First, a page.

(March 2011) I TRY TO BE TOLERANT OF OTHERS, but sometimes it’s hard, especially when it comes to people who are envious. As all you fans of medieval thought are aware, envy is No. 6 with a bullet on the list of the Seven Deadly Sins. And the idea of envy being a bad thing dates to long before the origins of Western thought. Personally, I find envy to be unseemly and a bit baffling. My default setting is to be happy for people who have been lucky in life, not to hate them for it, and when I see someone with that envious look in their eye, I can’t help but think less of them.
So, what does this have to do with airplanes? Plenty.
I received an e-mail the other day from a reader who was very angry with Dick Karl and with our publishing his columns. He wasn’t mad because Dick is a jerk or because he writes badly — neither is true; he’s a hell of a nice guy and a terrific writer. The e-mail author’s beef was that Dick has a Cheyenne and, moreover, we’re insensitive enough to let him write about it. The author’s point was this: If we write about expensive airplanes, people who don’t have such nice airplanes will feel left out.
It takes little reflection to detect the problem with this notion. If we don’t write about airplanes that some of our readers can’t afford, well, that leaves us with exactly no airplanes to write about. Is there a dividing line somewhere between what we can write about and what we can’t? If so, does this presumed bright line lie just south of Dick’s vintage turboprop?
Truth is, there is no bright line. In the past we’ve gotten similar e-mails from readers who were just as unhappy with former editor-in-chief Mac McClellan owning a Baron or with me flying a Cirrus. (For the record, I’m a one-eighth-share leaseholder in an SR22, hardly the stuff of top hats and diamond-studded canes.) There are always going to be a few have-nots who are mad as hell at the haves.
We should never forget how lucky we are that we get to fly at all. I don’t know about you, but when I see people flying something even nicer, I’m happy as all get-out for them.
In case you were wondering, the photo here is of the Cherokee Six in which I was a partner a few years back on the ramp at Grand Junction, Colorado, next to a gorgeous Hawker 800. We’d both just arrived at the airport. My trip from Austin, Texas, out to Grand Junction was fantastic, affording me up-close-and-personal views of the high country that you can get only while flying in a small airplane. Still, the trip took me around eight hours from block to block, including 6.5 hours on the Hobbs meter, not counting a needed stop for fuel in New Mexico along the way. It was a long day. In the Hawker, by contrast, the trip would have been slightly less than two hours nonstop, and would have included a potty, Wi-Fi and refreshment center.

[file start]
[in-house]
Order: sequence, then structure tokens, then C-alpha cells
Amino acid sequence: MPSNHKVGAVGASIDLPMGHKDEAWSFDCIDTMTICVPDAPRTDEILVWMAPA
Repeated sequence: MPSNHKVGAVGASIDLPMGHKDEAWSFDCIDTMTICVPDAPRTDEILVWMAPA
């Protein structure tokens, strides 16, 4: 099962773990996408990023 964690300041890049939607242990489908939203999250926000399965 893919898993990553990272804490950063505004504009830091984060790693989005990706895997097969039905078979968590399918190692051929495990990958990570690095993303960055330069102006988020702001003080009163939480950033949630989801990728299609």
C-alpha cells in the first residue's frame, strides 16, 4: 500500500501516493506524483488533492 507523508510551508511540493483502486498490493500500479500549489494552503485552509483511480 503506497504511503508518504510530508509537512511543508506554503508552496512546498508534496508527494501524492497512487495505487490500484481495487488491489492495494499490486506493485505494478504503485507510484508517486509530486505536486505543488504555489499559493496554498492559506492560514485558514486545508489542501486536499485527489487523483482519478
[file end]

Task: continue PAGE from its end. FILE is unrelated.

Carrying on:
As I stood there on the ramp looking at those two very different airplanes, I didn’t once wish the Hawker were mine. After all, I’d just had a fabulous trip. I was, instead, happy that our community has room for such different kinds of airplanes and such different kinds of pilots and owners with such different kinds of budgets.
One thing that we all need to remember is that aviation is a very small world. Across the United States more boats get sold in a week than airplanes get sold in a year. Aviation is also a very diverse community, both economically and culturally. This means that it’s critical that we stick together, even though we’re very different from each other.
Much of the infrastructure we have in the United States, from the National Airspace System to fuel distribution to FBOs far and wide, is based on the fact that together we have a great deal more clout than we could ever hope to have separately.
Owners of Cherokee Sixes and Hawkers would be smart to keep that in mind.
Welcome, Stephen and Pia
As many of you already know, during the past couple of months we’ve hired two senior editors, Stephen Pope and Pia Bergqvist. Even before the big changes on the masthead last fall, we were in need of help with reporting on the many and varied kinds of flying we cover at this magazine, and now we have it.
An award-winning aviation writer, Stephen comes to our magazine after 15 years at Aviation International News, where he served as editor of Business Jet Traveler and covered just about every segment of the industry. Like me, he focused on avionics, writing about the revolutionary advances in electronics that we have been witness to during the past decade and a half. He also wrote a great deal about helicopters and business jet travel. While at AIN, Stephen won three prestigious Gold Wing journalism awards, including last year’s award for his story on business aviation’s efforts at helping with the Haiti relief effort.